RGB to Black&White

This is a discussion on RGB to Black&White within the C++ Programming forums, part of the General Programming Boards category; Hi. I have a little question: are there people who used CImg library to work with images? Namely, how to ...

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    Question RGB to Black&White

    Hi.

    I have a little question: are there people who used CImg library to work with images? Namely, how to convert RGB-file (jpeg in my case) to black&white one?

  2. #2
    and the hat of wrongness Salem's Avatar
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    1. Read the manual - The CImg Library - C++ Template Image Processing Toolkit
    2. scroll down to "Color bases"
    3. read/write the pixels to remove the hue (I guess) from each pixel value.

    The colorspace FAQ for what RGB, HSL etc all mean
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    Super Moderator VirtualAce's Avatar
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    A brute force approach is to average the RGB's and use the average as the final RGB components. However the correct approach is discussed in the links that have been posted already.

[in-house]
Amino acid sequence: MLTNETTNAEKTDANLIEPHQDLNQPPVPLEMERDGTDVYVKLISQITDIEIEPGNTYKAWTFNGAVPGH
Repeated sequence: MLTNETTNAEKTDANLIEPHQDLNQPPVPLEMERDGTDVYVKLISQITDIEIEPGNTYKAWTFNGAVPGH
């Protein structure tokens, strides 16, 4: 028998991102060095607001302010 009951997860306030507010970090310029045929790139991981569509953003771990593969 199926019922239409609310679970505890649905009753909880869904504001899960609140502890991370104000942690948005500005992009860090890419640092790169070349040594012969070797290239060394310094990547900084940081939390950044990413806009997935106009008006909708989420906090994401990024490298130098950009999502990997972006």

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    Malum in se abachler's Avatar
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    Theres actually a scaling issue for the output to 'look right'. I forget the exact values but its like 60% red 30% green and 10% of the blue.
    Until you can build a working general purpose reprogrammable computer out of basic components from radio shack, you are not fit to call yourself a programmer in my presence. This is cwhizard, signing off.

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    Guys, thanx a lot.

    2 abachler: Listen, can u remember exact values , plz ?
    Last edited by Rustik_; 08-18-2009 at 12:27 AM.

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    Malum in se abachler's Avatar
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    Quote Originally Posted by Rustik_ View Post
    Guys, thanx a lot.

    2 abachler: Listen, can u remember exact values , plz ?
    Yeah i actually confused the red and green ratios

    Y = 0.299R + 0.587G + 0.114B

    29.9% red
    58.7% Green
    11.4% Blue
    Until you can build a working general purpose reprogrammable computer out of basic components from radio shack, you are not fit to call yourself a programmer in my presence. This is cwhizard, signing off.

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    Guest Sebastiani's Avatar
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    Quote Originally Posted by abachler View Post